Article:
ATL concessions: Mayor Reed takes podium to blast Common Cause, its ED
By David Pendered
Check back for updates
After hearing an emotion-packed speech from Mayor Kasim Reed, who lambasted Common Cause of Georgia and its executive director, the Atlanta City Council voted to break until about 7:45 p.m. to hear legal advice and eat dinner.
The council is still clearing its throat over the $3 billion package of airport concessions put forward by Reed’s administration. The council has not discussed how late it intends to work before voting to approve, reject or delay the concessions package.
Reed took the podium in the public area of the City Council Chambers to respond to questions and comments from Councilmember Michael Julian Bond. Bond was pressing the point of why the administration had structured the 152 airport sites into one single piece of legislation.
Reed responded that the city would be vulnerable to lawsuits if the council altered the administration’s package. Reed and Bond went back and forth a few times before Reed began a defense or explanation that lasted several minutes about the airport concessions package.
Then Reed turned his attention to media response to Common Cause’s calls for the council to slow down its review of the concessions package. He started with an editorial in a Columbus newspaper.
“The Columbus newspaper,” Reed said. “We could finance Columbus with two months of our operations.”
Reed also linked Common Cause to a front page story in The Atlanta Journal-Constitution.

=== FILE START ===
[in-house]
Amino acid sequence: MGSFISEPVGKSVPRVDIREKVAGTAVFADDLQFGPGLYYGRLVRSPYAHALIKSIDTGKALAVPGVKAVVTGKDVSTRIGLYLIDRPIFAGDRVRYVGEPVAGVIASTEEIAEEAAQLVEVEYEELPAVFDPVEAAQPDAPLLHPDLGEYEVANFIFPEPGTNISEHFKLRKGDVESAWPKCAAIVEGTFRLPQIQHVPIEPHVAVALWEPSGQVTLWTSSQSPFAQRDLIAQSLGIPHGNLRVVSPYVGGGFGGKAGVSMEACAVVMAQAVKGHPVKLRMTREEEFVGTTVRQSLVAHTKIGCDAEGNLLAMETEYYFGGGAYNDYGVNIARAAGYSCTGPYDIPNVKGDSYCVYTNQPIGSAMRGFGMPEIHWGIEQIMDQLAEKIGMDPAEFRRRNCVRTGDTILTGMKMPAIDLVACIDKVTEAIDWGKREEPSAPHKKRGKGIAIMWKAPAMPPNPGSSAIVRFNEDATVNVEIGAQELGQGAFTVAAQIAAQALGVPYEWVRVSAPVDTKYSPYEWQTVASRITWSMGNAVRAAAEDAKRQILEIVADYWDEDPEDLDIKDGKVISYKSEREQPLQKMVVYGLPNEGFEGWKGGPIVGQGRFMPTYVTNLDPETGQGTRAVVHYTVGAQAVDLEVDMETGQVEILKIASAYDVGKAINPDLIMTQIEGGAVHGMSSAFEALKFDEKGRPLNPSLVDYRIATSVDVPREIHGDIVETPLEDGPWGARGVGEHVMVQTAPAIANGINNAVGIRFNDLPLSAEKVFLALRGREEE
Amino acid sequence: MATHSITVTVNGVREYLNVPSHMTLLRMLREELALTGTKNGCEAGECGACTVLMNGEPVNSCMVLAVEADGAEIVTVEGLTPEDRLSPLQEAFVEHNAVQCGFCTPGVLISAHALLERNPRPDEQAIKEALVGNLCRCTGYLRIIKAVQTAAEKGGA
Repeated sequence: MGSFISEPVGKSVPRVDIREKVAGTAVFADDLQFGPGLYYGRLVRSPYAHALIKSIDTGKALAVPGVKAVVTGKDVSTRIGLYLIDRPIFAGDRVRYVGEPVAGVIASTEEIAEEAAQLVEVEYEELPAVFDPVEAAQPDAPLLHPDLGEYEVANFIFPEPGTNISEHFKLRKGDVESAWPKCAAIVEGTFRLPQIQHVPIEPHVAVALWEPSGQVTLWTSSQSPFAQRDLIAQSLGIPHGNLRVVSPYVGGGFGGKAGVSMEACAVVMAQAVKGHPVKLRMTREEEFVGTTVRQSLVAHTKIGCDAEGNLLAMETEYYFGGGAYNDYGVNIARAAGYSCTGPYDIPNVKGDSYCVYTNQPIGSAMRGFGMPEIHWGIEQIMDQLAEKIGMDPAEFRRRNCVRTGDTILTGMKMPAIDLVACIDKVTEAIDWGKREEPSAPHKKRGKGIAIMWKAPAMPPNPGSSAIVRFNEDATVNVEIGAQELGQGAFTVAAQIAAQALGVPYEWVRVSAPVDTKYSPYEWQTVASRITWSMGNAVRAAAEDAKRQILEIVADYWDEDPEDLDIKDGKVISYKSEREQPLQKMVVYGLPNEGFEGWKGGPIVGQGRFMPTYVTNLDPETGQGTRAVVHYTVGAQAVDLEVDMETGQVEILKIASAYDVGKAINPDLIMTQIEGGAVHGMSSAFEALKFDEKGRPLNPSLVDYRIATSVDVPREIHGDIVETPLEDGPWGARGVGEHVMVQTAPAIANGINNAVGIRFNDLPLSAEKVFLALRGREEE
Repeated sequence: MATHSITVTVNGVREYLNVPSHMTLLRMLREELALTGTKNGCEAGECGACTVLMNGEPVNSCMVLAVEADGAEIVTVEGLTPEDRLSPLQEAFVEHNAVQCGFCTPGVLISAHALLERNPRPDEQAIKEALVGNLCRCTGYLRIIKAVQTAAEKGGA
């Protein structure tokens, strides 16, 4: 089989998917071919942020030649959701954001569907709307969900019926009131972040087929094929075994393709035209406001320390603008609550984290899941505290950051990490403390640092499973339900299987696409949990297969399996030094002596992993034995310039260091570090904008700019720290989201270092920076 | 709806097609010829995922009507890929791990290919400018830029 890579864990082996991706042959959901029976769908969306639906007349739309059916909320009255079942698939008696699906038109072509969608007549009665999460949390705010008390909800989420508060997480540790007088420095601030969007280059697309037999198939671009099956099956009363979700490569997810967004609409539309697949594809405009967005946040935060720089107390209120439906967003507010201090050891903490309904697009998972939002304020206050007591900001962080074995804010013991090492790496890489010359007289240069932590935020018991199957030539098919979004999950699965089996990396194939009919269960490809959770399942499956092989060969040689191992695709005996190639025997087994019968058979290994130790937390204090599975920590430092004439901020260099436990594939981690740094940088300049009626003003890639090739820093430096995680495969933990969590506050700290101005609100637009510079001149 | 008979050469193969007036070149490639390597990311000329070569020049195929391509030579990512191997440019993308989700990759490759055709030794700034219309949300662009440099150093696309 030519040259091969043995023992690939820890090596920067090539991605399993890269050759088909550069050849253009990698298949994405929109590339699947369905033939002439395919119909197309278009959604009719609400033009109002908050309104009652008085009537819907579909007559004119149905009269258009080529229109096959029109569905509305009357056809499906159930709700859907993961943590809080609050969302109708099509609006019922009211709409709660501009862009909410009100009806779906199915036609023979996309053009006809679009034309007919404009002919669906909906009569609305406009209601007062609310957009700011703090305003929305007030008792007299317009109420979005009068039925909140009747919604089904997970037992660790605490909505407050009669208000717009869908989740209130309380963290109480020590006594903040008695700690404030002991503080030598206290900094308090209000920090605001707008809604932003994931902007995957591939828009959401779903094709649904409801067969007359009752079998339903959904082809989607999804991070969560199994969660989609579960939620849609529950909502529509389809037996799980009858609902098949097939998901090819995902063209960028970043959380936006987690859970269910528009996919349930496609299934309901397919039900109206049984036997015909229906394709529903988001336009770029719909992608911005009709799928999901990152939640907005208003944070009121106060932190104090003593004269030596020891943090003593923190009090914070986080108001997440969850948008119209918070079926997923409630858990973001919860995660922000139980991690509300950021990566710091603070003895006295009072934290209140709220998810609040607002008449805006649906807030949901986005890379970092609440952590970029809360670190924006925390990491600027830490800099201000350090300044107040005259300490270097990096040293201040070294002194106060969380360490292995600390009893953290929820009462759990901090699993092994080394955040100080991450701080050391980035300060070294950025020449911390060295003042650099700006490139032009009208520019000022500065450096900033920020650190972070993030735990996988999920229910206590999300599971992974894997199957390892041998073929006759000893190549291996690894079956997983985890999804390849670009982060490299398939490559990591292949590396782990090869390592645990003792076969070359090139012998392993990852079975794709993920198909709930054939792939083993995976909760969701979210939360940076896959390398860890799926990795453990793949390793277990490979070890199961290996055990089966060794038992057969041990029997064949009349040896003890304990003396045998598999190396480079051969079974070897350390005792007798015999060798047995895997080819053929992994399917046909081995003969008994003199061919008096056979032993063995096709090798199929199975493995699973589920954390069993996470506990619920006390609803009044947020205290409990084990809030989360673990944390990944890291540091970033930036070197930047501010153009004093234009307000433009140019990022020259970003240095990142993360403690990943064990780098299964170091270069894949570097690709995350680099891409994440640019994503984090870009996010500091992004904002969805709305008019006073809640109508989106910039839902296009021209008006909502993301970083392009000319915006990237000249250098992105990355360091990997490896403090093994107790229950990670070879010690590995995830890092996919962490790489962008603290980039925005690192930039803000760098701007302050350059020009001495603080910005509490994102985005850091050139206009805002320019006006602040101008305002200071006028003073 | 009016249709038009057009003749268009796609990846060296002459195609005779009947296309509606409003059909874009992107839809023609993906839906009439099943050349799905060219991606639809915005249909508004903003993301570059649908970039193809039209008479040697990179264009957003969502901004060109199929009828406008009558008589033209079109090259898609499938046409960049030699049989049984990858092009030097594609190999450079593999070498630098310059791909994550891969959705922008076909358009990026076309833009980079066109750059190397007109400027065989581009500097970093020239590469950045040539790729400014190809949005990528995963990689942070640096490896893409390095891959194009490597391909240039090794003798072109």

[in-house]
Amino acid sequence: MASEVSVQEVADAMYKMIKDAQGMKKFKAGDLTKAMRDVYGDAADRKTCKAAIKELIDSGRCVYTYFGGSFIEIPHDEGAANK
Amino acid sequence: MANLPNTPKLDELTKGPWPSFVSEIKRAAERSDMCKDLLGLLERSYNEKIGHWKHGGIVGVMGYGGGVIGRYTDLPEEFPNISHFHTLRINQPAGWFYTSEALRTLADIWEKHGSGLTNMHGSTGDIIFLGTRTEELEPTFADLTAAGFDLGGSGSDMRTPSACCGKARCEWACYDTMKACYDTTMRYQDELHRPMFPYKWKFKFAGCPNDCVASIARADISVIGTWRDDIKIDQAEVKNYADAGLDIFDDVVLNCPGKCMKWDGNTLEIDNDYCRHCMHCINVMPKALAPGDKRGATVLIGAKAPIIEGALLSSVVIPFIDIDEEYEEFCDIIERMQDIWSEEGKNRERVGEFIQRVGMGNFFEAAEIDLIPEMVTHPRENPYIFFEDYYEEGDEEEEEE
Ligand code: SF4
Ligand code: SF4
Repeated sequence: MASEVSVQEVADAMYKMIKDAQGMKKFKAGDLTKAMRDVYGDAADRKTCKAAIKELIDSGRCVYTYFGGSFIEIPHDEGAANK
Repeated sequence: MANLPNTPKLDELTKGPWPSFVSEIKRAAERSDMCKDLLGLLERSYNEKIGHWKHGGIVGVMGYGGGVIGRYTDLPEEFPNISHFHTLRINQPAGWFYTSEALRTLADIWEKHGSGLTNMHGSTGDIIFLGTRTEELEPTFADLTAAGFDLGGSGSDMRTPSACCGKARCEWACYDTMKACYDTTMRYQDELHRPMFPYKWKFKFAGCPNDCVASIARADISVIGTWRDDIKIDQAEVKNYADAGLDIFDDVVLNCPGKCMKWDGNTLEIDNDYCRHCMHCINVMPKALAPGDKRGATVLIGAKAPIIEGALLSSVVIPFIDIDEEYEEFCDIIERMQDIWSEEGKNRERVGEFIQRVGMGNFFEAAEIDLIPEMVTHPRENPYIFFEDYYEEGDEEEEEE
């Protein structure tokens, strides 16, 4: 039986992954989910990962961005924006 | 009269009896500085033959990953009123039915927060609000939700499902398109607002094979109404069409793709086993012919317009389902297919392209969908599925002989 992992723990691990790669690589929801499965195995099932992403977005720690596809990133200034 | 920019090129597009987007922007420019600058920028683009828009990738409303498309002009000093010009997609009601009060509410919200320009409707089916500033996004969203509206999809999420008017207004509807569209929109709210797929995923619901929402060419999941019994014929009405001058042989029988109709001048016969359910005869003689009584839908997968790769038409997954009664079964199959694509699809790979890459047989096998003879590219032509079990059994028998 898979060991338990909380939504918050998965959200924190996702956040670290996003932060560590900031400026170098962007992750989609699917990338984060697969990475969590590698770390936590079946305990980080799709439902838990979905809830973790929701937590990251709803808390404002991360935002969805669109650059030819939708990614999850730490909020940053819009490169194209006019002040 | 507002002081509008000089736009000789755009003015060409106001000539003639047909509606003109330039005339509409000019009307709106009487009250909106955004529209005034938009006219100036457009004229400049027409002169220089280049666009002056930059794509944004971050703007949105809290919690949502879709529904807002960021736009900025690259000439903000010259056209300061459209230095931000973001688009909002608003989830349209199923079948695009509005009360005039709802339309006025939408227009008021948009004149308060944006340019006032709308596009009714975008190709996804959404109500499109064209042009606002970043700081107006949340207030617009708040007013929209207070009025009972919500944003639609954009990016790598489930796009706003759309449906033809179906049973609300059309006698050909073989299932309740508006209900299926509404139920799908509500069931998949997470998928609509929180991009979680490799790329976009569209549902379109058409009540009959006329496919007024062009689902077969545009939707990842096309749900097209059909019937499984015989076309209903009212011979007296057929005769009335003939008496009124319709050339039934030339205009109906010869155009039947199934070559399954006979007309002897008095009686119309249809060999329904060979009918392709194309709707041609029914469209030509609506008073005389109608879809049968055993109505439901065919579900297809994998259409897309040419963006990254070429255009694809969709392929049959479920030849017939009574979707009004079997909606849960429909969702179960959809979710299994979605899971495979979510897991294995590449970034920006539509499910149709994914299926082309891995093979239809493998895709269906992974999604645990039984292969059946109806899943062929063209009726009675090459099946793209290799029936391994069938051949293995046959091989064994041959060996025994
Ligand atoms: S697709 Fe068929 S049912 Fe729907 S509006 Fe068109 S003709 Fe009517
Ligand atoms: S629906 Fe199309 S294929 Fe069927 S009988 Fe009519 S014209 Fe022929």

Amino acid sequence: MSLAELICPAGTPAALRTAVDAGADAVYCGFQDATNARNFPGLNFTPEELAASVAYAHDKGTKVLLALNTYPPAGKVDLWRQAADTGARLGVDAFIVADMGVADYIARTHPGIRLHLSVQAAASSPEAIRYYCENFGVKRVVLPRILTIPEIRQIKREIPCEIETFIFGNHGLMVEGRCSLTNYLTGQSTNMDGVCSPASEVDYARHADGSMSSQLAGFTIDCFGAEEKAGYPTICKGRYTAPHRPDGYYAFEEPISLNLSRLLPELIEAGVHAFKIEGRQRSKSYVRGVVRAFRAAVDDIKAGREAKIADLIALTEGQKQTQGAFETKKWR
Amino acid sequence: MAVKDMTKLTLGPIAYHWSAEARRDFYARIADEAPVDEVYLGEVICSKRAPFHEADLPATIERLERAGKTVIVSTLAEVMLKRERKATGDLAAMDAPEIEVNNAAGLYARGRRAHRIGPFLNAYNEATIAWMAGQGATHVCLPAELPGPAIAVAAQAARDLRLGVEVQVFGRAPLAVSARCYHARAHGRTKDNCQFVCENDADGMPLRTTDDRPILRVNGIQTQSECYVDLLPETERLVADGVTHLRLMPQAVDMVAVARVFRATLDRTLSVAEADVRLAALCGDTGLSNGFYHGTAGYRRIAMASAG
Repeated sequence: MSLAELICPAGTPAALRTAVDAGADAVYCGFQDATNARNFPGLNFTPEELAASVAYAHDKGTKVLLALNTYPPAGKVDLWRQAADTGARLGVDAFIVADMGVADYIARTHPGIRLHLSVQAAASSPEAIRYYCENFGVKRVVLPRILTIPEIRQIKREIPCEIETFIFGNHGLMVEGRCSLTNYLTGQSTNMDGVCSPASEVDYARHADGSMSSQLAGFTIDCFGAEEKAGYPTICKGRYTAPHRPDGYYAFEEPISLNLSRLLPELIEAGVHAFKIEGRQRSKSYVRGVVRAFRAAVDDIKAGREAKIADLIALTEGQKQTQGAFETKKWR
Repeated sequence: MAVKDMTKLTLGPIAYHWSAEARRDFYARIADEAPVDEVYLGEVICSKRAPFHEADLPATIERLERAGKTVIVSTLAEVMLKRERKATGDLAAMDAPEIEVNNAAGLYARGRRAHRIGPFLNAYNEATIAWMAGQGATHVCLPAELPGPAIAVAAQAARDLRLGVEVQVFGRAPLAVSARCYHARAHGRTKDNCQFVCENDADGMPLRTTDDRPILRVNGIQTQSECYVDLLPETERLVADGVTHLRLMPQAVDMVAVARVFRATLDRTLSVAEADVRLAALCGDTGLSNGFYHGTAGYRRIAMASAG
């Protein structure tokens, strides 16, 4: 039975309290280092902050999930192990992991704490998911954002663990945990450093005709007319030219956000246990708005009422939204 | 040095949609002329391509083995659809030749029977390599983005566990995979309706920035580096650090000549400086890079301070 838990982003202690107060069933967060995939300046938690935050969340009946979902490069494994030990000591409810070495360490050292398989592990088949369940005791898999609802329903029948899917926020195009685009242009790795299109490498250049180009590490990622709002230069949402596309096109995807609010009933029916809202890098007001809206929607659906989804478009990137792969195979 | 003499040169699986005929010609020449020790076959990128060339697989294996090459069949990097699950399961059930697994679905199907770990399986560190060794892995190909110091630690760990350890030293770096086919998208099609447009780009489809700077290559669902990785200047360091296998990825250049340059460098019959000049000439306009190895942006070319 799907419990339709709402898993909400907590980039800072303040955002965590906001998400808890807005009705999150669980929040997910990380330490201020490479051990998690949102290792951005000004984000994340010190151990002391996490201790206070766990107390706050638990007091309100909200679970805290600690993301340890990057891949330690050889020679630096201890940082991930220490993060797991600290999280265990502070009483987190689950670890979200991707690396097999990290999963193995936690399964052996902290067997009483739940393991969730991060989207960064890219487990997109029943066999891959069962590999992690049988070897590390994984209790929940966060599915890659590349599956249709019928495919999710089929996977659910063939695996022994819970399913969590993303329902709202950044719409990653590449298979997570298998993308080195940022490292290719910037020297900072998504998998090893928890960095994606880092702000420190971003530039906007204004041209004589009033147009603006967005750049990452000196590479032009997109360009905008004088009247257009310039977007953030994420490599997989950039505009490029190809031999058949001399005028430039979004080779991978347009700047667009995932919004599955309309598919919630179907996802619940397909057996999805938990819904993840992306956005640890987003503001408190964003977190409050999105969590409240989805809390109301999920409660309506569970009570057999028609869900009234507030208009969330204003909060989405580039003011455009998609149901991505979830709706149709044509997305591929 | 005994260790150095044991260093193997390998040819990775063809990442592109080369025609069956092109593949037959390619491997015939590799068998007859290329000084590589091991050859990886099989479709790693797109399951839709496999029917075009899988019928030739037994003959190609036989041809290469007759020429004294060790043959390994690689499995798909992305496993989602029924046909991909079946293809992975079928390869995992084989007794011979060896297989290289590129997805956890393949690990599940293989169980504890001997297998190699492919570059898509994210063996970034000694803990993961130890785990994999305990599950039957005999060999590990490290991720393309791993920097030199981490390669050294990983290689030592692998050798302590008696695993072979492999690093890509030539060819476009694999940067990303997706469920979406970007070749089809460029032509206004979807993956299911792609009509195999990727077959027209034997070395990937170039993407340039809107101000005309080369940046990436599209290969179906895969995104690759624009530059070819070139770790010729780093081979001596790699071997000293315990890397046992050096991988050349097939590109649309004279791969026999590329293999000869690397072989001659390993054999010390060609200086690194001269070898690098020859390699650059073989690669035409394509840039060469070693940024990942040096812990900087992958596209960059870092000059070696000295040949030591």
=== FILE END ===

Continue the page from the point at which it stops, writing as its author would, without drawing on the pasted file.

“Common Cause has been bashing the City of Atlanta for the past two weeks,” Reed said. “Talk about pay to play reform. A massive front page story besmirching my character, my name and you all too.”
Later Reed said: “For God’s sake, Common Cause – which has driven the media inquiry – has so much stain on it that it stinks,” Reed said.
Reed said that William Perry, Common Cause’s executive director, had exceeded the limits on campaign contributions from individuals that he is now calling for when Perry ran for office against Councilmember Carla Smith, and against Councilmember Kwanza Hall when Hall served on the Atlanta school board.
After the mayor left the podium, Bond responded:
“I appreciate your comments and your passion for our city. I appreciate what you said and look forward to future discussion with the airport chief, and I appreciate your defense of our city. I had a conversation, one of man, with Maynard [Jackson, a former mayor and namesake of the new international terminal] about public service when I received my first bruising.”
Jackson advised Bond that politics is “one of the most beautiful career choices you can make, but also the most unforgiving.”
The council talked several more minutes about what to do next before deciding to break for dinner. They convened an executive session to hear the city attorney explain why the public cannot learn the names of companies the administration chose for contracts until after the contracts are signed or become invalid.